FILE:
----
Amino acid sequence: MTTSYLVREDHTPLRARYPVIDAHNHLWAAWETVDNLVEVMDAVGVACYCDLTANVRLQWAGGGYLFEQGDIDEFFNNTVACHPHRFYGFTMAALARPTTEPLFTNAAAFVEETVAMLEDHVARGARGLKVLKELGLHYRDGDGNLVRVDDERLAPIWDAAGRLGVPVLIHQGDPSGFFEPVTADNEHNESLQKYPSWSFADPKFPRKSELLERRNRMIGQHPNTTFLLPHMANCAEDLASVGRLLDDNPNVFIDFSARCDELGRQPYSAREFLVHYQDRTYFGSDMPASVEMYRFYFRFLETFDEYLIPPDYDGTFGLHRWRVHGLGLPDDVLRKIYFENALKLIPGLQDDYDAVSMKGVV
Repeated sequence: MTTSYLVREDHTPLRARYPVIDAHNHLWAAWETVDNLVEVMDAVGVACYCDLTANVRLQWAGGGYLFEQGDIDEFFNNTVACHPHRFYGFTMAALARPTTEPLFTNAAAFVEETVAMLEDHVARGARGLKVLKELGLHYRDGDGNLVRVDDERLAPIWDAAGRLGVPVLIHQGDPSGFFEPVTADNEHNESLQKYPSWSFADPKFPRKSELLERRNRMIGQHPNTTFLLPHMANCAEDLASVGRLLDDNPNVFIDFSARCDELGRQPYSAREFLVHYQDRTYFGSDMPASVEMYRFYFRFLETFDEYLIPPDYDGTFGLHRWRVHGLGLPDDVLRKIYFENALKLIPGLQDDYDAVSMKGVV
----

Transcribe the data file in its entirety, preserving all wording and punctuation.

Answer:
Amino acid sequence: MTTSYLVREDHTPLRARYPVIDAHNHLWAAWETVDNLVEVMDAVGVACYCDLTANVRLQWAGGGYLFEQGDIDEFFNNTVACHPHRFYGFTMAALARPTTEPLFTNAAAFVEETVAMLEDHVARGARGLKVLKELGLHYRDGDGNLVRVDDERLAPIWDAAGRLGVPVLIHQGDPSGFFEPVTADNEHNESLQKYPSWSFADPKFPRKSELLERRNRMIGQHPNTTFLLPHMANCAEDLASVGRLLDDNPNVFIDFSARCDELGRQPYSAREFLVHYQDRTYFGSDMPASVEMYRFYFRFLETFDEYLIPPDYDGTFGLHRWRVHGLGLPDDVLRKIYFENALKLIPGLQDDYDAVSMKGVV
Repeated sequence: MTTSYLVREDHTPLRARYPVIDAHNHLWAAWETVDNLVEVMDAVGVACYCDLTANVRLQWAGGGYLFEQGDIDEFFNNTVACHPHRFYGFTMAALARPTTEPLFTNAAAFVEETVAMLEDHVARGARGLKVLKELGLHYRDGDGNLVRVDDERLAPIWDAAGRLGVPVLIHQGDPSGFFEPVTADNEHNESLQKYPSWSFADPKFPRKSELLERRNRMIGQHPNTTFLLPHMANCAEDLASVGRLLDDNPNVFIDFSARCDELGRQPYSAREFLVHYQDRTYFGSDMPASVEMYRFYFRFLETFDEYLIPPDYDGTFGLHRWRVHGLGLPDDVLRKIYFENALKLIPGLQDDYDAVSMKGVV